Orthognathic & Other Facial Surgeries

FMS - an everlasting commitment to a healthy smile.

Orthognathic surgery is an operation to reposition the jaws. (Ortho means straighten, gnathia means jaw in Latin). The operation aims to correct imbalances between the upper and lower jaws.

It is not always possible to correct your teeth and acheive the bite using only orthodontics (braces). This is because the bones of your face and jaws, in which the teeth are positioned, may be out of balance with one another. (For example, you may have a larger lower jaw and a normal sized upper jaw).

It is not always possible to correct your teeth and acheive the bite using only orthodontics (braces). This is because the bones of your face and jaws, in which the teeth are positioned, may be out of balance with one another. (For example, you may have a larger lower jaw and a normal sized upper jaw).

Orthognathic surgery is able to correct larger jaw discrepancies and improve both the bite of your teeth as well as your appearance by altering the shape of the face.

Why do I need Orthognathic Surgery?

  • Do you have any difficulty in chewing or biting?
  • Dont you like your facial appearance from the front?
  • Dont you like your facial appearance from the side?
  • Do you have a protruding jaw or no chin?
  • Do you have an open bite?

What is the First Step?

The first consultation is a very important part of your treatment. It is an opportunity to meet the team consisting maxillofacial surgeon and orthodontist.

Your doctor will assess your expectations and also establish the diagnosis. They will take photos, dental impressions for study models, x-rays or CT scans needed to assess your case.

If your condition warrants surgery then this will be explained to you about the realistic outcome, the required time frame and also any risks involved.

It is normal to need orthodontic treatment before as well as after the surgery. It is important to use braces to move the teeth to make sure that they will meet together correctly after the operation.

How is orthognathic surgery performed?

The surgery may be limited to either the upper or lower jaw or in some cases both jaws (bimaxillary osteotomy).

In the vast majority of cases all surgery is all done from inside the mouth, so there are no external scars. The jawbones are repositioned and secured by tiny plates and screws made from pure titanium, which remain under the gums and are not seen in the mouth. Immediately following the surgery the teeth are not normally wired together. Small elastic bands are placed between the top and bottom braces to guide the teeth into their new bite after a day or so.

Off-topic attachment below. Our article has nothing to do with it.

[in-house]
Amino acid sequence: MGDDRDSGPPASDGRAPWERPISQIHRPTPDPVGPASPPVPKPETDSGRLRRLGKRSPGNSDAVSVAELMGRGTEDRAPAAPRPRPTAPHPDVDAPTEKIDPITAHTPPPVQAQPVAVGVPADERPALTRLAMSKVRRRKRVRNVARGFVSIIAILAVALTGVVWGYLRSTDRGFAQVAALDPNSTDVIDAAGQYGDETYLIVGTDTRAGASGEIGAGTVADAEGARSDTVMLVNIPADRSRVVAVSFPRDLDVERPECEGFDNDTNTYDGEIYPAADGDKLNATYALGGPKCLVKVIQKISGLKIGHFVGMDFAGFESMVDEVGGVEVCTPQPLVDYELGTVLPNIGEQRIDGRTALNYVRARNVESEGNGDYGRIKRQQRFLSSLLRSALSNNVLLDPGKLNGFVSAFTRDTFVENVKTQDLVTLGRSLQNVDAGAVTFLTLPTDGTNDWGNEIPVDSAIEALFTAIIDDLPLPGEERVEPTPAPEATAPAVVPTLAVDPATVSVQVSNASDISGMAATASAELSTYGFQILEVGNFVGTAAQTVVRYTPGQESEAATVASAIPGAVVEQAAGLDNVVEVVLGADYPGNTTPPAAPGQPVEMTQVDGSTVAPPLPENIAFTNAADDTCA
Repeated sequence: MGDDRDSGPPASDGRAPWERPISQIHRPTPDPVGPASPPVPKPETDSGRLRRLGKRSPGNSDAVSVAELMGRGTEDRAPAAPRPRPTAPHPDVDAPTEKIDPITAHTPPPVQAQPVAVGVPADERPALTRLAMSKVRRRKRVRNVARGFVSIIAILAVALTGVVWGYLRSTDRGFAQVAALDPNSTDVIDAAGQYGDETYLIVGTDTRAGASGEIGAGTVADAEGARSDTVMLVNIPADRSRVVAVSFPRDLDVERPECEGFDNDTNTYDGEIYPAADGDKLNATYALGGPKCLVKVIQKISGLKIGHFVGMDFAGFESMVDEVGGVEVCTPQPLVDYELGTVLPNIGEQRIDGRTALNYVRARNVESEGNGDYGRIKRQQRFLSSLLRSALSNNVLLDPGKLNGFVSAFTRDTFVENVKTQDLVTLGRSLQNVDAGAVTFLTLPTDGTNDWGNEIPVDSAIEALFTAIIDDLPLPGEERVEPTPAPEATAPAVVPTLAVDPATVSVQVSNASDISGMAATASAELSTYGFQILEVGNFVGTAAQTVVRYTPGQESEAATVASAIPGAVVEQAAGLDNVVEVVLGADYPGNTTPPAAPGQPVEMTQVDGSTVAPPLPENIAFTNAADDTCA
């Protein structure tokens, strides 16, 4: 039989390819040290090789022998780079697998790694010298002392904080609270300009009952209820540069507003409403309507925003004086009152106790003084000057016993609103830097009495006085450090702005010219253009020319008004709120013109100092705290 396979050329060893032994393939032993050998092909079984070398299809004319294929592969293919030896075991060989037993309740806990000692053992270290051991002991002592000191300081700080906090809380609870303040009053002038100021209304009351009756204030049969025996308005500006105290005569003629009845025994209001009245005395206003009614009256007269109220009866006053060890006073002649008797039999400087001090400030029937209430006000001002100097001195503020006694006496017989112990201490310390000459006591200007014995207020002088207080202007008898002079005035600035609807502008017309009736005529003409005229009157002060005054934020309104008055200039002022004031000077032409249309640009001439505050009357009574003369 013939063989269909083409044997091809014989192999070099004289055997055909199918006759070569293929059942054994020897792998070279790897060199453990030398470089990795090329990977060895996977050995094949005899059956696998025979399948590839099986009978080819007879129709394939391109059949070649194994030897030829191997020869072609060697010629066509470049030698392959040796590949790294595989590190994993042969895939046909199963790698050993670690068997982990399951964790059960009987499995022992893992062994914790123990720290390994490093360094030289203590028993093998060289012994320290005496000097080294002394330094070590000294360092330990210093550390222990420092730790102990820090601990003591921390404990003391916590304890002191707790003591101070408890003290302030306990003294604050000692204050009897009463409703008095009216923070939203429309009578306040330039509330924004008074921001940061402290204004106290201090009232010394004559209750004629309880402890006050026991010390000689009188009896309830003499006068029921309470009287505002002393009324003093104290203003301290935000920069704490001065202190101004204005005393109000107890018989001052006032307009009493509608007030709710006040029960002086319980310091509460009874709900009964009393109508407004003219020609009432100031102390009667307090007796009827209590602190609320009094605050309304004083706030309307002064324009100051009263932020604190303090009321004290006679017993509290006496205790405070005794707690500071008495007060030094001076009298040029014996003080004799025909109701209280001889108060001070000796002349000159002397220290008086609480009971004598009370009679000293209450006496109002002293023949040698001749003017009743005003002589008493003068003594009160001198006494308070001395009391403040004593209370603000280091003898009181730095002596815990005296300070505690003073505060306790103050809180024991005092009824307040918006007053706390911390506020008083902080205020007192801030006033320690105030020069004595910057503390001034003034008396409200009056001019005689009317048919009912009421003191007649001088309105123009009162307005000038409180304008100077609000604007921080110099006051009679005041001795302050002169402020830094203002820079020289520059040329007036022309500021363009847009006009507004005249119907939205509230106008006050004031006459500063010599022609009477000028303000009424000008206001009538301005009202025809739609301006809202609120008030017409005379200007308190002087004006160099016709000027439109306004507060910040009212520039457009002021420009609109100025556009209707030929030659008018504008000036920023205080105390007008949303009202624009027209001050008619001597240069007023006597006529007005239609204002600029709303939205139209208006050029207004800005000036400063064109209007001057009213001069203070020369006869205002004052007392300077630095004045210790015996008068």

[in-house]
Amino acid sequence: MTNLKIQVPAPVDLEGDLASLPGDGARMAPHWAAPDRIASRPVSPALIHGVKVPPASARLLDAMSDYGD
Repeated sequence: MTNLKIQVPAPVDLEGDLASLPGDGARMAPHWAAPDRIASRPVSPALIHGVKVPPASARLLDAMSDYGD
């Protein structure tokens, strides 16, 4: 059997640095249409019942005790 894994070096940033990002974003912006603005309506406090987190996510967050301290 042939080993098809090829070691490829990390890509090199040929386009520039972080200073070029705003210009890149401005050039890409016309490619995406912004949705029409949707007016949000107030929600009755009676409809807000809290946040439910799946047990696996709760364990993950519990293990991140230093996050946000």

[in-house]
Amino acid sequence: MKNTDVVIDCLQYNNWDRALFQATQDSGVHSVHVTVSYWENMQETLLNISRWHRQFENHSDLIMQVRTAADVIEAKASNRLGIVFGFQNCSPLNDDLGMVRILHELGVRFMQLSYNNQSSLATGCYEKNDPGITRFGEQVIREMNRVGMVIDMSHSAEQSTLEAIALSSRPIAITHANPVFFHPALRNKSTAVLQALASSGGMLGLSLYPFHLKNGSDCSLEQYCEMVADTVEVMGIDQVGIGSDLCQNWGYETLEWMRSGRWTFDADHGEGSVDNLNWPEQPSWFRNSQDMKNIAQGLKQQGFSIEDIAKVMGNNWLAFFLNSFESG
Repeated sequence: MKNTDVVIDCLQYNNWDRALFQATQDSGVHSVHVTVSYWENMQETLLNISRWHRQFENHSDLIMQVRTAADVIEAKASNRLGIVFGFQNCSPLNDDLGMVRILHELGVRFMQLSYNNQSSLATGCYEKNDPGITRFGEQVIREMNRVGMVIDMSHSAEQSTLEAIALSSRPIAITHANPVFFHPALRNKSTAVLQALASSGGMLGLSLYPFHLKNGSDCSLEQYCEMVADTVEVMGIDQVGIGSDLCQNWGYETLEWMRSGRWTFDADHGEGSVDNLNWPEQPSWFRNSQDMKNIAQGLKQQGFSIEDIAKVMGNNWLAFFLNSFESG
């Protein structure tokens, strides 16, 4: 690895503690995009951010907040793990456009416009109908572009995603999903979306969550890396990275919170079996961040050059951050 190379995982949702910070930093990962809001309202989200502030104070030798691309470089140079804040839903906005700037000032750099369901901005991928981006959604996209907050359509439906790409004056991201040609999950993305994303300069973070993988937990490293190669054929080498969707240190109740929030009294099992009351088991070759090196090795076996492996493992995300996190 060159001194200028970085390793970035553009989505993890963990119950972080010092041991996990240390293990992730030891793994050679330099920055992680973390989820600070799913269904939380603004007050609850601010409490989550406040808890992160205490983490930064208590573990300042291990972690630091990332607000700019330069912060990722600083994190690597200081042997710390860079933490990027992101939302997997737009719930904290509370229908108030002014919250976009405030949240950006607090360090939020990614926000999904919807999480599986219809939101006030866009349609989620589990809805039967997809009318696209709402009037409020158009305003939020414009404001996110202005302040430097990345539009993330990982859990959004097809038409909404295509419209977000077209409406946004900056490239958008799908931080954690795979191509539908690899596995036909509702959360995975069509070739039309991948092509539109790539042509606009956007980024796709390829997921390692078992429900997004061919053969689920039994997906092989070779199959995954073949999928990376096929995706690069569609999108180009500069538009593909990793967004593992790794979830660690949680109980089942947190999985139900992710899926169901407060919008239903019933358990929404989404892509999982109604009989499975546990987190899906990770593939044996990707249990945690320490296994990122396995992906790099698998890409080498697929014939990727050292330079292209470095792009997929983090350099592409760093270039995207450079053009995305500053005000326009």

Le Fort 1 Osteotomy

orthognathic2
Genioplasty

Genioplasty

Mandibular Sagittal Split Osteotomy

Mandibular Sagittal Split Osteotomy

Which type of anaesthetic will be used?

Surgery will require a general anaesthetic which will involve admission to a Hospital.

Preparing to have your surgery

Your surgeon will explain how to prepare for your procedure. For example,

  • if you smoke, you will be advised to stop as this significantly increases your risk of wound infection, slowing your recovery.
  • Some types of medication you take may also require special consideration.
  • Since you are having a general anaesthetic, you will be asked to follow fasting instructions, this means not eating or drinking for some hours prior to the procedure. You will be given specific instructions by the hospital prior to your admission date.
  • Most patients will remain in hospital for 2 nights and you should probably plan to be away from work for two weeks after you are discharged from hospital.

Recovery from the Surgery

  • After the operation you will have some swelling and bruising. This will rapidly begin to subside over the first 2 – 3 weeks.
  • For operations on the lower jaw it is fairly common to have some numbness of the lower lip for some weeks or months afterwards. In a very small number of cases a residual area of numbness will remain. This numbness will not affect movement of your lip.
  • However patients recover at different rates. It takes around 4-6 weeks for the total bone healing and 3-4 months for the facial muscles to get adapted.

Risks & Complications

This is usually a very safe procedure which is carried out regularly by specialised and experienced surgeons at FMS. Complications in this type of surgery are, fortunately, rare and may not apply to you but it is important that you are aware of them. These may include:

  • Numbness – At times the lips will be numb immediately after the operation, similar to the sensation of an injection of local anaesthetic at the dentist. Very rarely sensation never completely returns. (The lip still looks and moves normally and only exceptionally does it bother patients).
  • Infection – The tiny fixing plates are usually left in place permanently. In less than 10% of cases the plates may have to be removed if they become infected
  • Re-adjustment of the bite – In rare circumstances the bite may require some more adjustments
  • Relapse of the operation – With most patients significant relapse is not a problem. However those who are having complicated surgery (movements of 10mm or more in one jaw, patients previously having had a cleft palate, or those with a particularly unusual bite) a relapse can occur. If relapse does occur, it is exceptionally rare for this to be significant. Your Consultant will discuss the risks that are specific to yo

For any queries talk to the Cosmetic surgeon at +91 888 50 60 750

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